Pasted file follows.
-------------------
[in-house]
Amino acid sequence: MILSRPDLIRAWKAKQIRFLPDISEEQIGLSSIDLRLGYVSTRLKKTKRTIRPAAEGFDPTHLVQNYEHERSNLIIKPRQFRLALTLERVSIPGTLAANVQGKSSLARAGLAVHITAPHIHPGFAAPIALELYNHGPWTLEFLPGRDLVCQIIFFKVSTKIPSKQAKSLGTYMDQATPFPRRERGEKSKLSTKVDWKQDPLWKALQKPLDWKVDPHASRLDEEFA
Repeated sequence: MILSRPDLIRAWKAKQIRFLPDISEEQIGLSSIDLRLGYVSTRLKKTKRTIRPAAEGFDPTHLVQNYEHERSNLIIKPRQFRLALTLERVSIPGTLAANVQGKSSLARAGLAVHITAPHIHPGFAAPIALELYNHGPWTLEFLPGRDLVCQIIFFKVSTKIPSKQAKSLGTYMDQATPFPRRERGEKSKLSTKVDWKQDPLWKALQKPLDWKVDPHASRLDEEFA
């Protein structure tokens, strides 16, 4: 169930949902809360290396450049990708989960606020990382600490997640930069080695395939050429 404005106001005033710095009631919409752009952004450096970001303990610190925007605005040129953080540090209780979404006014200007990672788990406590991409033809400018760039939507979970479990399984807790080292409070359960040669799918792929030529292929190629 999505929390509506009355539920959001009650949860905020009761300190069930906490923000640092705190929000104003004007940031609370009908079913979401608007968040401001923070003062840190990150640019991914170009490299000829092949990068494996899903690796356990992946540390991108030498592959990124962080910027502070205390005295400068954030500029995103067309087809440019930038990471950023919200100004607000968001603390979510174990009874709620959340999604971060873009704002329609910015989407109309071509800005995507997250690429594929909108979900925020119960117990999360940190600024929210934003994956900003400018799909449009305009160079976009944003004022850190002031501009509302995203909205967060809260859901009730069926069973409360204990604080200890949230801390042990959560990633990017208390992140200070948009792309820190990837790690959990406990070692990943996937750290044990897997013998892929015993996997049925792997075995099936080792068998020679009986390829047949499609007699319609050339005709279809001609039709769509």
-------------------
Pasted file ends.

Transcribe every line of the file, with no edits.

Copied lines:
[in-house]
Amino acid sequence: MILSRPDLIRAWKAKQIRFLPDISEEQIGLSSIDLRLGYVSTRLKKTKRTIRPAAEGFDPTHLVQNYEHERSNLIIKPRQFRLALTLERVSIPGTLAANVQGKSSLARAGLAVHITAPHIHPGFAAPIALELYNHGPWTLEFLPGRDLVCQIIFFKVSTKIPSKQAKSLGTYMDQATPFPRRERGEKSKLSTKVDWKQDPLWKALQKPLDWKVDPHASRLDEEFA
Repeated sequence: MILSRPDLIRAWKAKQIRFLPDISEEQIGLSSIDLRLGYVSTRLKKTKRTIRPAAEGFDPTHLVQNYEHERSNLIIKPRQFRLALTLERVSIPGTLAANVQGKSSLARAGLAVHITAPHIHPGFAAPIALELYNHGPWTLEFLPGRDLVCQIIFFKVSTKIPSKQAKSLGTYMDQATPFPRRERGEKSKLSTKVDWKQDPLWKALQKPLDWKVDPHASRLDEEFA
């Protein structure tokens, strides 16, 4: 169930949902809360290396450049990708989960606020990382600490997640930069080695395939050429 404005106001005033710095009631919409752009952004450096970001303990610190925007605005040129953080540090209780979404006014200007990672788990406590991409033809400018760039939507979970479990399984807790080292409070359960040669799918792929030529292929190629 999505929390509506009355539920959001009650949860905020009761300190069930906490923000640092705190929000104003004007940031609370009908079913979401608007968040401001923070003062840190990150640019991914170009490299000829092949990068494996899903690796356990992946540390991108030498592959990124962080910027502070205390005295400068954030500029995103067309087809440019930038990471950023919200100004607000968001603390979510174990009874709620959340999604971060873009704002329609910015989407109309071509800005995507997250690429594929909108979900925020119960117990999360940190600024929210934003994956900003400018799909449009305009160079976009944003004022850190002031501009509302995203909205967060809260859901009730069926069973409360204990604080200890949230801390042990959560990633990017208390992140200070948009792309820190990837790690959990406990070692990943996937750290044990897997013998892929015993996997049925792997075995099936080792068998020679009986390829047949499609007699319609050339005709279809001609039709769509």